In Greek mythology, Tithonus or Tithonos was the lover of Eos, Titan of the dawn. He was a Trojan by birth, the son of King Laomedon of Troy by a water nymph named Strymo ("harsh"). In the mythology known to the fifth-century vase-painters of Athens, Tithonus was envisaged as a rhapsode, as the lyre in his hand, on an oinochoe of the Achilles Painter, ca. 470 BC–460 BCE (illustration) attests. Competitive singing, as in the Contest of Homer and Hesiod, is also depicted vividly in the Homeric Hymn to Apollo and mentioned in the two Hymns to Aphrodite.
Eos kidnapped Ganymede and Tithonus, both from the royal house of Troy, to be her lovers. The mytheme of the goddess's immortal lover is an archaic one; when a role for Zeus was inserted, a bitter new twist appeared: According to the Homeric Hymn to Aphrodite, when Eos asked Zeus for Tithonus to be immortal, she forgot to ask for eternal youth (218-38). Tithonus indeed lived forever
In later tellings he eventually turned into a cicada, eternally living, but begging for death to overcome him. In the Olympian system, the "queenly" and "golden-throned" Eos can no longer grant immortality to her lover as Selene had done, but must ask it of Zeus, as a boon.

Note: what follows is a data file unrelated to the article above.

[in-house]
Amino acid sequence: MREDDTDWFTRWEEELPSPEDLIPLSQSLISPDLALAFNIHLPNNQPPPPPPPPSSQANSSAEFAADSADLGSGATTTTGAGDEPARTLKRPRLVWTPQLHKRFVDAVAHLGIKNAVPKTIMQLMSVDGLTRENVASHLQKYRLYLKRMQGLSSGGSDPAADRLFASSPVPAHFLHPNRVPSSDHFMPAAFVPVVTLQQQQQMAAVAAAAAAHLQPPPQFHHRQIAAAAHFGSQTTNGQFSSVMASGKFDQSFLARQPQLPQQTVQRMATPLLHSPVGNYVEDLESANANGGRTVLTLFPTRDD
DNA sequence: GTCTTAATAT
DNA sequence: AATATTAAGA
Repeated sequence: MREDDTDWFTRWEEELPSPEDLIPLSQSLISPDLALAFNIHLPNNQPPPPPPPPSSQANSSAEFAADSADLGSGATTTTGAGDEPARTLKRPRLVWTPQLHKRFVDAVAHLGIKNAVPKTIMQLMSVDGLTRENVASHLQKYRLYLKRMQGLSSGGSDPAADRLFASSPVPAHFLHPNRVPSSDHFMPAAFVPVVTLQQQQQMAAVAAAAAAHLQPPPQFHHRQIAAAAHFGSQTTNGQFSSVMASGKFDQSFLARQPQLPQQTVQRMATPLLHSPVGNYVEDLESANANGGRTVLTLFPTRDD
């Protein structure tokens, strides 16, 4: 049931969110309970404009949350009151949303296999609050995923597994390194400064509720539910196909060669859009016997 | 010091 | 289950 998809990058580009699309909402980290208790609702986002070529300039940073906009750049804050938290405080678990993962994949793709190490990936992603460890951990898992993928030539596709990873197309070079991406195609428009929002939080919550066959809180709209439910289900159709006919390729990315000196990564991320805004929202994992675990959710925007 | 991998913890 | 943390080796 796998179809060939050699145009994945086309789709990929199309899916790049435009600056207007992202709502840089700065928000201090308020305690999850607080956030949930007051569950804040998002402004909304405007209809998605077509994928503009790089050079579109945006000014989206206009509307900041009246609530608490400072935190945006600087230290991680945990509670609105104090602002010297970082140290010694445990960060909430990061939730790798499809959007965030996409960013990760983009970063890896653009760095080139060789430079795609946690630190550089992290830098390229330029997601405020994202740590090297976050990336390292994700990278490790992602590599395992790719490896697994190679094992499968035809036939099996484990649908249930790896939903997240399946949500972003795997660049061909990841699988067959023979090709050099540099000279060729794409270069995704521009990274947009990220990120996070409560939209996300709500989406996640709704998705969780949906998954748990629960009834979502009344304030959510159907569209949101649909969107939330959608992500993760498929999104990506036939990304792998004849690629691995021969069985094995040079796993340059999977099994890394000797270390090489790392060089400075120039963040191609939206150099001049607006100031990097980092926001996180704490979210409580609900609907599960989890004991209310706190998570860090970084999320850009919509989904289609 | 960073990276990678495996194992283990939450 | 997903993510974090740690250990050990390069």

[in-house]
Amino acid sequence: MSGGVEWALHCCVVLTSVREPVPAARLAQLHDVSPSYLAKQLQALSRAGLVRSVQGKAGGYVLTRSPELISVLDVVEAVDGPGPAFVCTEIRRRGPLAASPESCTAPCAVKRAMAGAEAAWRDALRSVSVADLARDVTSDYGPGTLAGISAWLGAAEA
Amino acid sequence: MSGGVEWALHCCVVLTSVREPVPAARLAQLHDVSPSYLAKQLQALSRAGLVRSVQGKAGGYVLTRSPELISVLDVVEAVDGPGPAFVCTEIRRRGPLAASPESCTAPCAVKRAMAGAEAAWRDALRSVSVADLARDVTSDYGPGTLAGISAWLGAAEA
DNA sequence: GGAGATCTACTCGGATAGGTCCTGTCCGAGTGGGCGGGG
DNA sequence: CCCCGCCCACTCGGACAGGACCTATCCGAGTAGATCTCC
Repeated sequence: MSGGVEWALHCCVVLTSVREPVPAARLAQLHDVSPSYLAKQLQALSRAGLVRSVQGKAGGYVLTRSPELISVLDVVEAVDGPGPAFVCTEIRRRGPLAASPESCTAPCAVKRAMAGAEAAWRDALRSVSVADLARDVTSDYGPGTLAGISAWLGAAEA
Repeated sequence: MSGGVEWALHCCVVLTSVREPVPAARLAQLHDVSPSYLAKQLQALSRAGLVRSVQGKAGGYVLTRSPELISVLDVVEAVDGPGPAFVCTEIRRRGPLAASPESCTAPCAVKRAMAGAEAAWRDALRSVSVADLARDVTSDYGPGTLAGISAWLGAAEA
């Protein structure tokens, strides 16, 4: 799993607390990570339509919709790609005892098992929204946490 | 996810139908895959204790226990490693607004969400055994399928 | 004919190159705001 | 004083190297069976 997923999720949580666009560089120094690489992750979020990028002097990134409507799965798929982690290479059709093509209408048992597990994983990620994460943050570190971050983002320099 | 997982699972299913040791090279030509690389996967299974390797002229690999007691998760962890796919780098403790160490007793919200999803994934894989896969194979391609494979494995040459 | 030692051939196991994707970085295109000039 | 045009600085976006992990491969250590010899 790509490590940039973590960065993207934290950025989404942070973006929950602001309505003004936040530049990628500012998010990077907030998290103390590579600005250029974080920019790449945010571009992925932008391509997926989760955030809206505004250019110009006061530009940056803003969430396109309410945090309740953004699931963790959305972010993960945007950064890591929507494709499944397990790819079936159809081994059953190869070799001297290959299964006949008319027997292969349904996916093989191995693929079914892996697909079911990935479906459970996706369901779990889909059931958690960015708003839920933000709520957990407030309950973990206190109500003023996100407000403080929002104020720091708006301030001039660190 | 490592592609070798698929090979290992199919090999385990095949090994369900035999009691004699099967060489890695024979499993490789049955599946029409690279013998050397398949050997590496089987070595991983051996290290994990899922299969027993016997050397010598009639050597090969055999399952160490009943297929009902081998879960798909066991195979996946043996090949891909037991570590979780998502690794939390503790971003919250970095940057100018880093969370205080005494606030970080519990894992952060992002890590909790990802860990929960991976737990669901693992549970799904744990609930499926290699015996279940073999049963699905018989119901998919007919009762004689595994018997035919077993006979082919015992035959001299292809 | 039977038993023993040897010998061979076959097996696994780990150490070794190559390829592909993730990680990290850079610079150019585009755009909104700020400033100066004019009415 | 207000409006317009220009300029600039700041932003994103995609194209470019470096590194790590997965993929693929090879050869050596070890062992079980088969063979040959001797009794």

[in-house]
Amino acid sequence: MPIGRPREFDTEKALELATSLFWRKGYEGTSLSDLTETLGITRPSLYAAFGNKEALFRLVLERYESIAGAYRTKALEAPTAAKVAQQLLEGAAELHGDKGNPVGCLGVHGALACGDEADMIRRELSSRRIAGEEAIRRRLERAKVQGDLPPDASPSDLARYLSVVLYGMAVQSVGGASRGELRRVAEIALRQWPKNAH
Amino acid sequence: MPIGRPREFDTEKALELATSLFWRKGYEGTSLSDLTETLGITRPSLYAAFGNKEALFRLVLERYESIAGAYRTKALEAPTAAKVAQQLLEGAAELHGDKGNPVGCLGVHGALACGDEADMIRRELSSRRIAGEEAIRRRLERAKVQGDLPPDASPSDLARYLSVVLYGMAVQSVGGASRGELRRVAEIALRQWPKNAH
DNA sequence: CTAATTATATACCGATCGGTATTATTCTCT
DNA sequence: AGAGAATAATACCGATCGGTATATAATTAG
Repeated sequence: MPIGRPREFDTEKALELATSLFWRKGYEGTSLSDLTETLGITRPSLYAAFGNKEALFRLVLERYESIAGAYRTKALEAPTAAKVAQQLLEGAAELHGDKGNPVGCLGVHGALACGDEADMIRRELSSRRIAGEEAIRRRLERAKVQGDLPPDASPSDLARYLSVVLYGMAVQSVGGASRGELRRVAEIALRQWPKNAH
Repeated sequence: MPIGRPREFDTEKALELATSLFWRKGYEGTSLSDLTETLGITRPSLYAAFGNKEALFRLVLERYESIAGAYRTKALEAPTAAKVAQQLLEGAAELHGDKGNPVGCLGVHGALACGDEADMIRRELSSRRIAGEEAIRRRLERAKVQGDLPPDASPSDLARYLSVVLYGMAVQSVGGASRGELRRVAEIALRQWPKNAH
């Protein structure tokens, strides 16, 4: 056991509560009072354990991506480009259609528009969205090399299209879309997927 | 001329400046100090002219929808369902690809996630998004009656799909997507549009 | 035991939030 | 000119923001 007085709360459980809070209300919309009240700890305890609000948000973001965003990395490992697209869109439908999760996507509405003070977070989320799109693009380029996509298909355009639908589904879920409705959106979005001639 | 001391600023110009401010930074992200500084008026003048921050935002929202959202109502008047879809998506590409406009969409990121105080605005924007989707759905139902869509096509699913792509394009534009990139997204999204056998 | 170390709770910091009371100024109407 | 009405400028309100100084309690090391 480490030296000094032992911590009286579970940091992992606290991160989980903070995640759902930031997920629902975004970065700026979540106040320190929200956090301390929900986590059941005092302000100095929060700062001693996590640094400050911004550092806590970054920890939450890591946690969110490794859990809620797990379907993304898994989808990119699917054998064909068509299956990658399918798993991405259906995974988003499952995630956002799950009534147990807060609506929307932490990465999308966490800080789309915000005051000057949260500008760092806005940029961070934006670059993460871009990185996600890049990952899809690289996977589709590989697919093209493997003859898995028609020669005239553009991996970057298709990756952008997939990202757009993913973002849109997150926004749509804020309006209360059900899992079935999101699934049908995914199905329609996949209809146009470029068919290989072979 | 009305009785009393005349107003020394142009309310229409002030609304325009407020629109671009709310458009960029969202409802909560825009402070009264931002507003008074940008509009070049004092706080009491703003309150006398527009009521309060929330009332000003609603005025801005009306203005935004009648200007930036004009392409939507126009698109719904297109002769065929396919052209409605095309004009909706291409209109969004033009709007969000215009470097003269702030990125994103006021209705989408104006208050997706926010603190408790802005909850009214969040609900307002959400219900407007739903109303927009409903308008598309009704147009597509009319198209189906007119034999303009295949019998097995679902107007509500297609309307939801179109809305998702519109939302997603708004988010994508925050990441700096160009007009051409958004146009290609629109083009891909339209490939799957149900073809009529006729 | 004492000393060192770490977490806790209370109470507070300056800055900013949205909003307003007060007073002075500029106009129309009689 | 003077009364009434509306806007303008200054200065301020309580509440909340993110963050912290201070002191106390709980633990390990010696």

Eos bore Tithonus two sons, Memnon and Emathion. In the Epic Cycle that revolved around the Trojan War, Tithonus, who has travelled east from Troy into Assyria and is the founder of Susa, is bribed to send his son Memnon to fight at Troy with a golden grapevine. Memnon was called "King of the East" by Hesiod, but he was killed on the plain of Troy by Achilles. Aeschylus says in passing that Tithonus also had a mortal wife, named Cissia (otherwise unknown).
A newly-found poem on Tithonus is the fourth extant complete poem by ancient Greek lyrical poetess Sappho. The poem was published for the first time by Martin West in the Times Literary Supplement, 21 or 24 June 2005. Eos and Tithonus (inscribed Tinthu or Tinthun) provided a pictorial motif that was inscribed on Etruscan bronze hand-mirrorbacks, or cast in low relief.
The poem is a dramatic monologue in blank verse from the point-of-view of Tithonus. Unlike the original myth, it is Tithonus who asks for immortality, and it is Aurora, not Zeus, who grants this imperfect gift. As narrator, Tithonus laments his unnatural longevity, which separates him from the mortal world as well as from the immortal but beautiful Aurora.
An episode of the television show The X-Files is titled "Tithonus." It concerns a man who cheated Death, but eventually came to see his immortality as a curse rather than a gift. The man is able to "sense" death coming for people and attempts to catch the face of Death in photographs, believing that if he sees his face, he will finally die.
In the television show Doctor Who and the spin-off show Torchwood, the character Jack Harkness faces the same fate as Tithonus in that when brought back from the dead, he discovers he is both now immortal and still aging.